It was a short one, but there was quite a lot of it. I like to remember those times, they were happy. We had a good team, a good collective. We played good football and were successful. I think I can be satisfied with my career.

When you came to Dukla, it already was a big club with players like Masopust and Pluskal. What was it like to come as a young boy from Moravia and meet such stars?

It was a massive honour. They meant something in Czechoslovak and international football. They accepted me — I remember that when I came, I called everyone, “Sir.” Josef Masopust told me to stop doing that, that I was now one of them, their friend.

Was getting used to military discipline difficult?

No, it wasn’t. I didn’t take football so seriously in Moravia, not professionally: it was fun for us. At Dukla, we had to work harder, but I enjoyed doing that — maybe because I was pretty good at it. [Smiles] I was satisfied.

However, you were not a typical disciplined soldier, were you?

No, I wasn’t. I didn’t want to feel tied, I wanted to be free. But I think the military environment and the discipline helped me grow up a bit. You started to take football, life and obligations differently.

They told me that if Ladislav Novák had been told to perform ten somersaults, he would have done twenty. If you’d been told to do five, you would have rolled over four times. Is that right?

I would have done three. [Laughing] Such things were not enjoyable for me: I loved playing with the ball.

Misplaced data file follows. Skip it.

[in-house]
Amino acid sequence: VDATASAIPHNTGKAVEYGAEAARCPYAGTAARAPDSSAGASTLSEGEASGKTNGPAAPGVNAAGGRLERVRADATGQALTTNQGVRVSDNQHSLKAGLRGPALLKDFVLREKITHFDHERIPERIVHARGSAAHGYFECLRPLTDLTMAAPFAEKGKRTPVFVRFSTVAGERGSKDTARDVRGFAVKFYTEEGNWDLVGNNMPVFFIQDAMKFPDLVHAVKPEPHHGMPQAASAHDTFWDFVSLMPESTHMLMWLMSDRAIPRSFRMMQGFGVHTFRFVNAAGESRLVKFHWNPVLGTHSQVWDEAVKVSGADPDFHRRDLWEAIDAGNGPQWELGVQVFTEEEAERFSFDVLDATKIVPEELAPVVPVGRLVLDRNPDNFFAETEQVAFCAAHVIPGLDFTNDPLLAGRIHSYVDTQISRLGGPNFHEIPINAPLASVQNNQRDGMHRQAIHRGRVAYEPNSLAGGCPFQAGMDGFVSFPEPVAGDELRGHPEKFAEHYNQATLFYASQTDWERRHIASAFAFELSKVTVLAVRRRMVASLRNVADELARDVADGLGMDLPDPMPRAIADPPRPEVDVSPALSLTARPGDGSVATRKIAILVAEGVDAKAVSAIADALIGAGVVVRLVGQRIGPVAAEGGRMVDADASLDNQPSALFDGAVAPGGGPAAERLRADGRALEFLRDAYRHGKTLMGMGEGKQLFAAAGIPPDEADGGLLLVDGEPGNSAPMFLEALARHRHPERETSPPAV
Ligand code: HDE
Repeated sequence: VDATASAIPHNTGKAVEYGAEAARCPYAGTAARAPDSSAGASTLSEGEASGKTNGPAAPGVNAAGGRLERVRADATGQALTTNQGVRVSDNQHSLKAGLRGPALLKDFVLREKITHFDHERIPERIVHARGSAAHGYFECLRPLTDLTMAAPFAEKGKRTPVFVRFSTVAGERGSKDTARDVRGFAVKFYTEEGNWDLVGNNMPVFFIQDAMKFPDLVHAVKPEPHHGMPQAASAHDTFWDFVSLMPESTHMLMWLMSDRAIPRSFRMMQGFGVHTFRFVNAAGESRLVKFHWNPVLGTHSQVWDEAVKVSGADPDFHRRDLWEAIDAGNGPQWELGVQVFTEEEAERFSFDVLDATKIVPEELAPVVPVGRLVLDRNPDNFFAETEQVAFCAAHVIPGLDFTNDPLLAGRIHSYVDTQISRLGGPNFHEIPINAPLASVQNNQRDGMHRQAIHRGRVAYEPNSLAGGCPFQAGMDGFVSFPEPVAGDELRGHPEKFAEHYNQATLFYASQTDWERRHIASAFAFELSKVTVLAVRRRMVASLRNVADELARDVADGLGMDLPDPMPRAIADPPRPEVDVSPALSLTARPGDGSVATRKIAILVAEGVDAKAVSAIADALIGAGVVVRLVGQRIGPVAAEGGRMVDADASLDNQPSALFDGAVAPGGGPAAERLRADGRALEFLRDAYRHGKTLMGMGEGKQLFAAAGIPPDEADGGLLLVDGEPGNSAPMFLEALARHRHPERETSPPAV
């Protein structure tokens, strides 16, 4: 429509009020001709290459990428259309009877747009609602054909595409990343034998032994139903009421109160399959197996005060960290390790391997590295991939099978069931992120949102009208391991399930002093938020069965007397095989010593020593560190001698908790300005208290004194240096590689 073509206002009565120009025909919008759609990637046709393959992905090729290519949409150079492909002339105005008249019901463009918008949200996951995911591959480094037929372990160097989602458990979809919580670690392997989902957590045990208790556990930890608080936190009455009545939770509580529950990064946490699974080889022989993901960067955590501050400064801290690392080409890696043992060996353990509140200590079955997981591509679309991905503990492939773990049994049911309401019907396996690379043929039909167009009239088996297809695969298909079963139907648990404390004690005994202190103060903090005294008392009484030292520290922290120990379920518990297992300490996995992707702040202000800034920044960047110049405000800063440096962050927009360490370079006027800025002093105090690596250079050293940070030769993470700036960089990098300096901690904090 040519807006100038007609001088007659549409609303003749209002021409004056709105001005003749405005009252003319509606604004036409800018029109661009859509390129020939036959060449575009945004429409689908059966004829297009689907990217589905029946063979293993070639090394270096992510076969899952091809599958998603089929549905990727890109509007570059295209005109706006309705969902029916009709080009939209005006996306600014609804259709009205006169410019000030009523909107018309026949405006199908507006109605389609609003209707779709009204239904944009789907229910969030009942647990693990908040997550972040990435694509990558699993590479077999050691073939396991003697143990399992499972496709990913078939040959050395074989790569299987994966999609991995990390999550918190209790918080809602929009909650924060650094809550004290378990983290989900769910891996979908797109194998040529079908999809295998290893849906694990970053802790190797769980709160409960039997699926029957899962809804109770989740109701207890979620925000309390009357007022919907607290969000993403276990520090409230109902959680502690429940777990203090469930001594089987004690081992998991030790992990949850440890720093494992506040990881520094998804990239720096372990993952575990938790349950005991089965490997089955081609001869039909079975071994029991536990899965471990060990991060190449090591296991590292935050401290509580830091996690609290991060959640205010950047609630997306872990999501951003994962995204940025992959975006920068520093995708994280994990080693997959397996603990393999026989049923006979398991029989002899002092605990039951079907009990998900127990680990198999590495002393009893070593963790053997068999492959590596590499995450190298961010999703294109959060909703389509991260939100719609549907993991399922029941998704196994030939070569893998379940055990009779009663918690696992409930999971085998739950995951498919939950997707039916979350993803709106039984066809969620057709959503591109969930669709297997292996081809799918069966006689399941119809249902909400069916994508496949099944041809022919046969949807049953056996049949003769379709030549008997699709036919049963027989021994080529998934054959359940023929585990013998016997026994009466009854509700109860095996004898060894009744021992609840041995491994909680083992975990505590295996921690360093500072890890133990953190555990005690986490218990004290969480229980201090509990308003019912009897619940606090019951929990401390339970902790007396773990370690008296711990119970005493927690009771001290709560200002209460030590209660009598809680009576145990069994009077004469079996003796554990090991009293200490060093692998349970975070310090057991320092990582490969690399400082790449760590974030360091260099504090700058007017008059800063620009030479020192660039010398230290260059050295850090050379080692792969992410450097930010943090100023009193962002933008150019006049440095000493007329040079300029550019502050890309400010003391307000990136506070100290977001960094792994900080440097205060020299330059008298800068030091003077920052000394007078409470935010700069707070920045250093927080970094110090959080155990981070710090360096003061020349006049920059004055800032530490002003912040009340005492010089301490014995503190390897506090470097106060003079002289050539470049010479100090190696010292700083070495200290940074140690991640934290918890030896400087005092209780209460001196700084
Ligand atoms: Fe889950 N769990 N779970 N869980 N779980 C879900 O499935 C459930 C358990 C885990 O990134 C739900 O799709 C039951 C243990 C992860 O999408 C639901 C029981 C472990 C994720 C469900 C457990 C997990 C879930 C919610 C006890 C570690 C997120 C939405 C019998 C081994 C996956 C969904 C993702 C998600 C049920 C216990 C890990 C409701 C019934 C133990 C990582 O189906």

And there was a game against Prešov and your penalties...

Some of the things are myths, but this one is right. I hit the post with the first spot kick and when we were awarded another one, Vacenovský or Šafránek wanted to take it. I stopped them and said I had to redeem my previous error. But I hit the goalkeeper’s hand. Vejvoda told me to stay away from the penalties, but in the end we won so there was no problem.

How did you get on with Vejvoda? He was a strict coach: he must have had some problems with your attitude...

I got on well with him. I never lied to him, I always told him what I thought. Yes, sometimes there were problems with me, but I was no rebel. I just needed some fun with football.

Was the fun in football essential for you?

It’s a game, isn’t it? I was satisfied when the fans enjoyed my performance. When they applauded and left the stadium in a happy mood. They liked me. I remember fondly the moments when I was leaving the stadium after a match wearing a uniform and I heard those old men talking about me: “Damn, that was his day again, he played well...”

Did you feel that you were an extraordinarily talented player?

I didn’t think about it. It was nice when I played well and it was sad when I didn’t. Those were all my feelings about football.

How did more disciplined teammates react to your easy-going attitude?

Borovička knew how to pass the ball. When he set up a chance for me and I did not convert it, he would shout at me, “Rudy, what’s going on? We are running our socks off and you are walking around? I need you to score some goals!” He was a coach on the pitch, a strategist. Maybe sometimes I should have been more responsible, too...

You were a star of the US International Soccer League in 1961. Were those the matches when you enjoyed football the most?

I played quite well there, scored some goals... The fans were satisfied, only the coach wanted yet more from me. Our ex-pats were very grateful: they visited us at the hotel, walked with us through the city. I think they were proud because of us: they gained some confidence from the fact that the boys from Czechoslovakia were playing so well.